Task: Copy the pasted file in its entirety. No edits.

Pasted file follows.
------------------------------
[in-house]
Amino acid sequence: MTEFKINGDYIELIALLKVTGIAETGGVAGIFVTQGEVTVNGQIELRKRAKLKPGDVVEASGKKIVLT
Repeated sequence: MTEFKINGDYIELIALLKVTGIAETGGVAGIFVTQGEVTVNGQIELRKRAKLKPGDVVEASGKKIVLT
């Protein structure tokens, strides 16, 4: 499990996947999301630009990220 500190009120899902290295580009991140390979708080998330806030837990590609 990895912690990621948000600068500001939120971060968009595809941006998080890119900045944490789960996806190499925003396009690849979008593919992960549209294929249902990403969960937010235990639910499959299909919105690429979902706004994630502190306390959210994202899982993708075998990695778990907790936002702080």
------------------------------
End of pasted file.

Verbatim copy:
[in-house]
Amino acid sequence: MTEFKINGDYIELIALLKVTGIAETGGVAGIFVTQGEVTVNGQIELRKRAKLKPGDVVEASGKKIVLT
Repeated sequence: MTEFKINGDYIELIALLKVTGIAETGGVAGIFVTQGEVTVNGQIELRKRAKLKPGDVVEASGKKIVLT
């Protein structure tokens, strides 16, 4: 499990996947999301630009990220 500190009120899902290295580009991140390979708080998330806030837990590609 990895912690990621948000600068500001939120971060968009595809941006998080890119900045944490789960996806190499925003396009690849979008593919992960549209294929249902990403969960937010235990639910499959299909919105690429979902706004994630502190306390959210994202899982993708075998990695778990907790936002702080």